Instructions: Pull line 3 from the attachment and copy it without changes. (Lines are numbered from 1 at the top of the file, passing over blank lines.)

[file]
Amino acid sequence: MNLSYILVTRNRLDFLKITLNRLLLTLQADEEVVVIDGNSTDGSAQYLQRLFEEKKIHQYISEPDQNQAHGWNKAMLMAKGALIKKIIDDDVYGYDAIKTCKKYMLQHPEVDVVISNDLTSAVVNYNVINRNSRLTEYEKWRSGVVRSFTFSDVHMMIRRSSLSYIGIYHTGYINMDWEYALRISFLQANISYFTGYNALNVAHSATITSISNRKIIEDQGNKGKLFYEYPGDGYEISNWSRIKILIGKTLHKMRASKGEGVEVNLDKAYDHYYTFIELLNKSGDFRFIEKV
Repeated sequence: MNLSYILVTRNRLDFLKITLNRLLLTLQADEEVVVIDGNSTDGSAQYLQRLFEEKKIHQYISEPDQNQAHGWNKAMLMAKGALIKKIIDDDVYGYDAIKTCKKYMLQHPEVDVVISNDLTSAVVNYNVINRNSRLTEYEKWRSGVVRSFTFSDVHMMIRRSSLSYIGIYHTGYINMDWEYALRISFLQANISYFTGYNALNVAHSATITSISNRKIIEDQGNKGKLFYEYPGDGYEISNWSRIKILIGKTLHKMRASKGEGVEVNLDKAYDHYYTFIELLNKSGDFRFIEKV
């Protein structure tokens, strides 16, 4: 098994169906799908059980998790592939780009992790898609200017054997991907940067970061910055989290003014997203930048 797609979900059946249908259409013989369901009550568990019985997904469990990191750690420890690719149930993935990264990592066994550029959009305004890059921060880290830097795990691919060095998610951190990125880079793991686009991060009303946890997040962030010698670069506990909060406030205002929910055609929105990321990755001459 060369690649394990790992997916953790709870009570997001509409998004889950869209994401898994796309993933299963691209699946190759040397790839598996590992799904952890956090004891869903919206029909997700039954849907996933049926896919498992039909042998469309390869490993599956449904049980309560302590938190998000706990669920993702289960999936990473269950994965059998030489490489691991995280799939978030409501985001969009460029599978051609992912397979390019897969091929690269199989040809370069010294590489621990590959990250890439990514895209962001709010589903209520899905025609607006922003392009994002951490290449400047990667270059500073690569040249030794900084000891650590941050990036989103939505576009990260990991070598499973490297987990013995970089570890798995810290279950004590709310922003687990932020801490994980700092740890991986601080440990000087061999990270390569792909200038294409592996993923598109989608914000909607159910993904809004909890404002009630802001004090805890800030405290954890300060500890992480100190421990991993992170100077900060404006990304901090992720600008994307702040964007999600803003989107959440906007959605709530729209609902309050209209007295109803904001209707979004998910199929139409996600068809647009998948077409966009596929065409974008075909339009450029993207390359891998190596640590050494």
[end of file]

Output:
């Protein structure tokens, strides 16, 4: 098994169906799908059980998790592939780009992790898609200017054997991907940067970061910055989290003014997203930048 797609979900059946249908259409013989369901009550568990019985997904469990990191750690420890690719149930993935990264990592066994550029959009305004890059921060880290830097795990691919060095998610951190990125880079793991686009991060009303946890997040962030010698670069506990909060406030205002929910055609929105990321990755001459 060369690649394990790992997916953790709870009570997001509409998004889950869209994401898994796309993933299963691209699946190759040397790839598996590992799904952890956090004891869903919206029909997700039954849907996933049926896919498992039909042998469309390869490993599956449904049980309560302590938190998000706990669920993702289960999936990473269950994965059998030489490489691991995280799939978030409501985001969009460029599978051609992912397979390019897969091929690269199989040809370069010294590489621990590959990250890439990514895209962001709010589903209520899905025609607006922003392009994002951490290449400047990667270059500073690569040249030794900084000891650590941050990036989103939505576009990260990991070598499973490297987990013995970089570890798995810290279950004590709310922003687990932020801490994980700092740890991986601080440990000087061999990270390569792909200038294409592996993923598109989608914000909607159910993904809004909890404002009630802001004090805890800030405290954890300060500890992480100190421990991993992170100077900060404006990304901090992720600008994307702040964007999600803003989107959440906007959605709530729209609902309050209209007295109803904001209707979004998910199929139409996600068809647009998948077409966009596929065409974008075909339009450029993207390359891998190596640590050494």